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Laptop thieves stopped! Amazing recovery stories

Jeff Bertolucci, PCWorld | June 9, 2011
If you've ever lost a laptop or had one stolen, you know what an awful feeling it leaves behind. But a new breed of laptop security software is turning the tables.

Do these programs work? Definitely. These real-world recovery stories show how.


Pilfered in Portlandia

In October 2010, somebody smashed the front window of Nancy Wiebelhaus's home in Portland, Oregon, and ran off with three laptops: two MacBooks and a MacBook Pro.

One of the MacBooks was running GadgetTrak. "I bought it because the same thing happened a couple of years ago when we had three laptops stolen. These kinds of property crimes are really, really common in my neighborhood," says Wiebelhaus, an eighth-grade language arts teacher.

Once activated, GadgetTrak begins tracking location and network information whenever the stolen laptop connects to the Internet. It also captures photos of the person using the device, and sends them to the computer's owner.

"Over the course of a week or two, I got three videos of people who had my laptop," says Wiebelhaus. GadgetTrak also sent her an IP address that the suspects were using to go online.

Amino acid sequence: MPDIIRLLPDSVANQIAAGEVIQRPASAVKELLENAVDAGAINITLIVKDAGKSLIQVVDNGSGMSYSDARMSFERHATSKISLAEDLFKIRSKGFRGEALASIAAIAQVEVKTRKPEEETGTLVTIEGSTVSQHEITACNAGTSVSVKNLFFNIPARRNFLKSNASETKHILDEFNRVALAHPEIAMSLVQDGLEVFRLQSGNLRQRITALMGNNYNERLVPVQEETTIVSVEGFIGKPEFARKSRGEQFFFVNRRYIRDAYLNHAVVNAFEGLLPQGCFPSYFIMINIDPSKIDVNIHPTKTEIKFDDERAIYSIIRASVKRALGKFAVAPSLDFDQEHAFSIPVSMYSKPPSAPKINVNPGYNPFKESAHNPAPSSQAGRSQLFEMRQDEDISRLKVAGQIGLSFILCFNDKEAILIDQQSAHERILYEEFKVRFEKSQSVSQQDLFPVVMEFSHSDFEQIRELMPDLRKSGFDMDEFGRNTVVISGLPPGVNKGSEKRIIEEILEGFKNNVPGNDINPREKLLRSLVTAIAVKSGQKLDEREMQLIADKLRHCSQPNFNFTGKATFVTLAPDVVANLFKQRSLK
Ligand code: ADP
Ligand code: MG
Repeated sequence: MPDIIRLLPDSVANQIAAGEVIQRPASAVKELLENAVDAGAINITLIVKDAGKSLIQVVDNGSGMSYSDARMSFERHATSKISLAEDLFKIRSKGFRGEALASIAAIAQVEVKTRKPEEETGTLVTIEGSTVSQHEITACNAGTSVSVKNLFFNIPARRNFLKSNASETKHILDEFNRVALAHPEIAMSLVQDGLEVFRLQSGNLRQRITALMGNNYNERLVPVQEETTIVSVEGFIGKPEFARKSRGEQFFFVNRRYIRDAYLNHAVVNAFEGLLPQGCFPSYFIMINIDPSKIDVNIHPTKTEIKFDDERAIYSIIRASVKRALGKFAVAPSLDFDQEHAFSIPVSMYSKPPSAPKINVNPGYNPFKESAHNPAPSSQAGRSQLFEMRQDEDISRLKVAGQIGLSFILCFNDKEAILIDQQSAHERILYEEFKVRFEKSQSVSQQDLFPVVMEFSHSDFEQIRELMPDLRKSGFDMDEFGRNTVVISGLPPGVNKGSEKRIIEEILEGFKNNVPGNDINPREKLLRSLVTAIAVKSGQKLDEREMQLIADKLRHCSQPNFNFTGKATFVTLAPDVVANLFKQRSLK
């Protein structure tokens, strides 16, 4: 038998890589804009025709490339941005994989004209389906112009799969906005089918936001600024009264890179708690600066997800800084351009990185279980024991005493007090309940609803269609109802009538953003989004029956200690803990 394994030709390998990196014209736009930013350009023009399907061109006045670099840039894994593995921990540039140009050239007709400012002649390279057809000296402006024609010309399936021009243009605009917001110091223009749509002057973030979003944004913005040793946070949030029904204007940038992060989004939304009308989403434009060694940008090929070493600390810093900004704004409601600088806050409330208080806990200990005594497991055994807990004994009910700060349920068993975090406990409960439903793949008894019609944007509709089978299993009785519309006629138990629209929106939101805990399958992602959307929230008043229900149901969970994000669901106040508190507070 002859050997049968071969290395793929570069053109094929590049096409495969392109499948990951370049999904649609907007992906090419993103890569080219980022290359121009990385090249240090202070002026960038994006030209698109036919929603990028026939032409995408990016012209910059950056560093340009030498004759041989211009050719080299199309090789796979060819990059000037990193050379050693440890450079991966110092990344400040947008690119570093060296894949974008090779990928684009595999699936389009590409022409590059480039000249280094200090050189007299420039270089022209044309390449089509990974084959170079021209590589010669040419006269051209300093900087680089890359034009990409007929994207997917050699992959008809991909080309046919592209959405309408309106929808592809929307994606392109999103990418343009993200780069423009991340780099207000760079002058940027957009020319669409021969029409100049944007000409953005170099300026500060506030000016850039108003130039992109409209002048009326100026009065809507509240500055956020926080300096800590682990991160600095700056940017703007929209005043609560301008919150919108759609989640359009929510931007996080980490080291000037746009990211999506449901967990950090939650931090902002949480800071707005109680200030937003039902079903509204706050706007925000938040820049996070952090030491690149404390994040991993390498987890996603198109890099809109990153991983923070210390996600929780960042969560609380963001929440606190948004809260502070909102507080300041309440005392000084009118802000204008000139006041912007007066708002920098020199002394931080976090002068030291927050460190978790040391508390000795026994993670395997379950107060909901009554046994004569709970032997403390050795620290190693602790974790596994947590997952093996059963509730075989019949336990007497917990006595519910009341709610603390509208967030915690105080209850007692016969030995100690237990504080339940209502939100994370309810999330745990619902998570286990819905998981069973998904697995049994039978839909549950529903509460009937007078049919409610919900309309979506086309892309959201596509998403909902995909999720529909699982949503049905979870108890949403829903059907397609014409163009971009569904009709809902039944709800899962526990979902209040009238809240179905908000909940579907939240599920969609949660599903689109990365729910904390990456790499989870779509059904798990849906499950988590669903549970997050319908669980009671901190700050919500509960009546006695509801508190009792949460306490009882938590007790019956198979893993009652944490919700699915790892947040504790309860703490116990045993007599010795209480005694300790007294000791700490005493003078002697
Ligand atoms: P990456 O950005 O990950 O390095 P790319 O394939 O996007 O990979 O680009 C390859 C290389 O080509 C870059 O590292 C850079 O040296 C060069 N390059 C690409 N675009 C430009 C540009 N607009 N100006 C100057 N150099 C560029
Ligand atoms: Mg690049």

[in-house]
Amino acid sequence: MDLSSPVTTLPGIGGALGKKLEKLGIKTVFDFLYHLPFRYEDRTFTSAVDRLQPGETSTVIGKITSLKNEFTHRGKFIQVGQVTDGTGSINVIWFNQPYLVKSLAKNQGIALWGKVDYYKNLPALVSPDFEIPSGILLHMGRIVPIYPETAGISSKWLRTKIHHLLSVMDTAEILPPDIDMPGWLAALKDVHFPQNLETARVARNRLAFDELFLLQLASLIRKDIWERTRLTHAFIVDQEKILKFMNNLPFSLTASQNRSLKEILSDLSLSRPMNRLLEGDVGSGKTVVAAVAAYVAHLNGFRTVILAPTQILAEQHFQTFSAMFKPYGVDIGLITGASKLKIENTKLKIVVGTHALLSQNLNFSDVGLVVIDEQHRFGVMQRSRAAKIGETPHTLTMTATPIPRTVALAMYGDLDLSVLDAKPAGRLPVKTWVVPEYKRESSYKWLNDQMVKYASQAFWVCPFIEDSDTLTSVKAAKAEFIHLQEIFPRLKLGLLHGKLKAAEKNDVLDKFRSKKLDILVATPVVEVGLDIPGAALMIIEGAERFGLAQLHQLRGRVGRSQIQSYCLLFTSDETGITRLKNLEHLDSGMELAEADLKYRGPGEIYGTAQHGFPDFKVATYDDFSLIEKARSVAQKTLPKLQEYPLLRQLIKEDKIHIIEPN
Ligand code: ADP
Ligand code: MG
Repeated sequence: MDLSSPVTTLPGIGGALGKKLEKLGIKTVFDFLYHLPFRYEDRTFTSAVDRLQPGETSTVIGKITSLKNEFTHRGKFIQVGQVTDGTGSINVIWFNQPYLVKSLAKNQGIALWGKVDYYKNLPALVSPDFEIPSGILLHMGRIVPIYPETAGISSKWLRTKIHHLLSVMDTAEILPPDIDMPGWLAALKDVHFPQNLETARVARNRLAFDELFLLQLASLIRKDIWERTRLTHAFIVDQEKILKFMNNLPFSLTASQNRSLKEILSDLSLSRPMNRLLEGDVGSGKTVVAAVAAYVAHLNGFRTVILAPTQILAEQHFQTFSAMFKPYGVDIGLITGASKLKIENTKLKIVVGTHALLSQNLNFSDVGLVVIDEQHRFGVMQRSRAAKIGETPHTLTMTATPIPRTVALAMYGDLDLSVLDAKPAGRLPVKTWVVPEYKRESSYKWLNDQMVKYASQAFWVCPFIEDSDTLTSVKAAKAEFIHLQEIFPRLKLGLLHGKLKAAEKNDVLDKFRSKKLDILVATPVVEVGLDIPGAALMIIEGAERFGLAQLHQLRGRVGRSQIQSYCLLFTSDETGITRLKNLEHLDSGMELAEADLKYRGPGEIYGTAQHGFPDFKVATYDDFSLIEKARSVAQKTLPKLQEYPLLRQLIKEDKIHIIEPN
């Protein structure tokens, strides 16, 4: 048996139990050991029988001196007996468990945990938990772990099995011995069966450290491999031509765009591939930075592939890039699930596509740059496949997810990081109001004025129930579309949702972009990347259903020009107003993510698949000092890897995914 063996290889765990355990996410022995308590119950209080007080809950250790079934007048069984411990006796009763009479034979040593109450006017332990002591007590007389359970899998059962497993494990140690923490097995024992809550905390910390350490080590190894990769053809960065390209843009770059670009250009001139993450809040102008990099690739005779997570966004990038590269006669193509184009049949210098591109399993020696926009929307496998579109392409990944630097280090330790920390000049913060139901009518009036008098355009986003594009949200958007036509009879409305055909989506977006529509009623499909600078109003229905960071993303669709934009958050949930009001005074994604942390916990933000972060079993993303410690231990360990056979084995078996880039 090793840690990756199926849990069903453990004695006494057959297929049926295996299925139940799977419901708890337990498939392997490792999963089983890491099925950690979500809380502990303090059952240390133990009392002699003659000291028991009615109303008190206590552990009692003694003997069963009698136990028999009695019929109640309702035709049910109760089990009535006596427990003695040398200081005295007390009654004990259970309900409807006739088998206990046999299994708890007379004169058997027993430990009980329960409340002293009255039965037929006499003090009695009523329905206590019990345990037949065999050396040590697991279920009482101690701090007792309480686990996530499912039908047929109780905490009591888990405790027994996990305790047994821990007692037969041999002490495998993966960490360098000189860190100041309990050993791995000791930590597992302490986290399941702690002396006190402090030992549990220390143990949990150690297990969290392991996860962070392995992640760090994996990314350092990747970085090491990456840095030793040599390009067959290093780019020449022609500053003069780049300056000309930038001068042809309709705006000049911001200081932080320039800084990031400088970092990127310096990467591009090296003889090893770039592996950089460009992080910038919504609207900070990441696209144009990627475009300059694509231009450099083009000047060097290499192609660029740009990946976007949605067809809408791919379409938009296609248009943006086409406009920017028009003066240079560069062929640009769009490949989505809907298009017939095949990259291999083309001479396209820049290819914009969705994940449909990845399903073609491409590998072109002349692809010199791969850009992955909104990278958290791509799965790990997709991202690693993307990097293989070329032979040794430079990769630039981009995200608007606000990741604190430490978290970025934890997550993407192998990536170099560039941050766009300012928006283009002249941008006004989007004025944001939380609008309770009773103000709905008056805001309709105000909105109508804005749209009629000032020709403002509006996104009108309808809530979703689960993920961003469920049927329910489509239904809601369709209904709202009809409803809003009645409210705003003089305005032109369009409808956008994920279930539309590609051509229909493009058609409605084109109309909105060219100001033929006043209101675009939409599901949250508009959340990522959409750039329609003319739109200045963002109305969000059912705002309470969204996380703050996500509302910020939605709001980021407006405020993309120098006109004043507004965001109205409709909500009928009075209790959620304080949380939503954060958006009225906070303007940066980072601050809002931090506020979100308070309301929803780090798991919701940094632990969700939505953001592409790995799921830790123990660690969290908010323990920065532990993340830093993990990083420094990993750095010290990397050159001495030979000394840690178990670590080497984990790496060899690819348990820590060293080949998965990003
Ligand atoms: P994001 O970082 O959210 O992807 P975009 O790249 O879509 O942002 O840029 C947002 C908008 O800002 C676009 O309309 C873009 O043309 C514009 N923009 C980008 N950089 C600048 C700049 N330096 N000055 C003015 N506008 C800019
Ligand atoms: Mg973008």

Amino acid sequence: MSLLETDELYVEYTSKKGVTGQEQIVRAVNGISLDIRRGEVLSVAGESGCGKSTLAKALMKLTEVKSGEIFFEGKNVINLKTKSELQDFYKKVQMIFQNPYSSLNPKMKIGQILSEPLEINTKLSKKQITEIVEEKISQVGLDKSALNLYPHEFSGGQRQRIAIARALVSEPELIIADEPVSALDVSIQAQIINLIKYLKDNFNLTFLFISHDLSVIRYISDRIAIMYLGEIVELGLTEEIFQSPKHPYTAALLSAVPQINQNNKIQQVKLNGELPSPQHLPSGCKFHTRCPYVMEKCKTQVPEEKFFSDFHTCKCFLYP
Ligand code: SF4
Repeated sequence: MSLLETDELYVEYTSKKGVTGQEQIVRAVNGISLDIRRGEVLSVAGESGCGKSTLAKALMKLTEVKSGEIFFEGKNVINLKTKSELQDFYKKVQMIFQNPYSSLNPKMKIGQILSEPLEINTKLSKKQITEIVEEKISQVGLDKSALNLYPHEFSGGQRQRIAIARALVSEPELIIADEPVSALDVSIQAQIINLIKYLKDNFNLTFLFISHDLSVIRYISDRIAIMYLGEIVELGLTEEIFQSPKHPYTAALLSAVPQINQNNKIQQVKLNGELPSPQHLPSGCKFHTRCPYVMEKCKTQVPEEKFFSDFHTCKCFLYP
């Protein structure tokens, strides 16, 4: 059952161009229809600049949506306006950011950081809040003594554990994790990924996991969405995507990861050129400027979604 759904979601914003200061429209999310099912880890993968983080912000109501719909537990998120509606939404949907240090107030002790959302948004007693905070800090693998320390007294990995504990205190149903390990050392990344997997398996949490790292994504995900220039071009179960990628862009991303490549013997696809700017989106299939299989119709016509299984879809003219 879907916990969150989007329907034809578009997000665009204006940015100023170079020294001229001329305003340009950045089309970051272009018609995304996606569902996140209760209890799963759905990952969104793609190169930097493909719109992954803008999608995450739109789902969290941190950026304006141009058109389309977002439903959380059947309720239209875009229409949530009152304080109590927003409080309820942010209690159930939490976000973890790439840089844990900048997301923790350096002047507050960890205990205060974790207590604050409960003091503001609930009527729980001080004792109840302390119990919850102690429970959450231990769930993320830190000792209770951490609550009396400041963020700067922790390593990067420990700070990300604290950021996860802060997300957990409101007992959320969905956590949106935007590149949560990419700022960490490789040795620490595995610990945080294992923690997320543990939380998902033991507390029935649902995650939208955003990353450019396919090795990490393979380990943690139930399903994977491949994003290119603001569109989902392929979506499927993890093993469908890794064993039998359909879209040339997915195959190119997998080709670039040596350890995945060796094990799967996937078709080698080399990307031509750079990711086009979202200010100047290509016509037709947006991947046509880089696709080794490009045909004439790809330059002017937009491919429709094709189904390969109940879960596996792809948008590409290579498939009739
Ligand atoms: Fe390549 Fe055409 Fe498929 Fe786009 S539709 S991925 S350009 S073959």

She forwarded the information to Portland Police Department, which subpoenaed the Internet service provider. The ISP identified the customer who had been assigned that particular IP address.

The detective on the case immediately recognized the name of the customer. The suspect was already in jail, having been arrested recently on another crime.

The defendant, Tracy Miller, 48, ended up pleading "no contest" to the burglary. He was sentence to an additional 31 months in prison.

"While the software helped in catching the person who broke into my house, in the end I never did get my laptops back," says Wiebelhaus.

Miller reportedly told police that he had traded one of the MacBooks to his dealer for drugs. The whereabouts of the other two laptops is unknown.


'This Guy Has My MacBook'

When Oakland, California, resident Joshua Kaufman arrived home on March 21, 2011, he found his apartment burglarized and his MacBook stolen. He reported the crime to Oakland Police Department the same day.

Kaufman's laptop was running Hidden, a Mac-recovery app that captures spy photos of the thief (and sometimes of friends and family, too), screenshots of computing activities, and location information. With Hidden's help, Kaufman immediately began amassing a dossier of photos, screenshots, and network and location information about his missing Mac.

Hidden pictures
Picture snapped by the laptop camera as the suspect sleeps. Image: Joshua Kaufman

The pictures and screens chronicle a scruffy-looking guy's adventures with Kaufman's laptop. In one shot, the man is sleeping on a sofa; in another, he's sitting up in bed (with a naked torso), staring at the screen; in a third, he's driving while using the MacBook.


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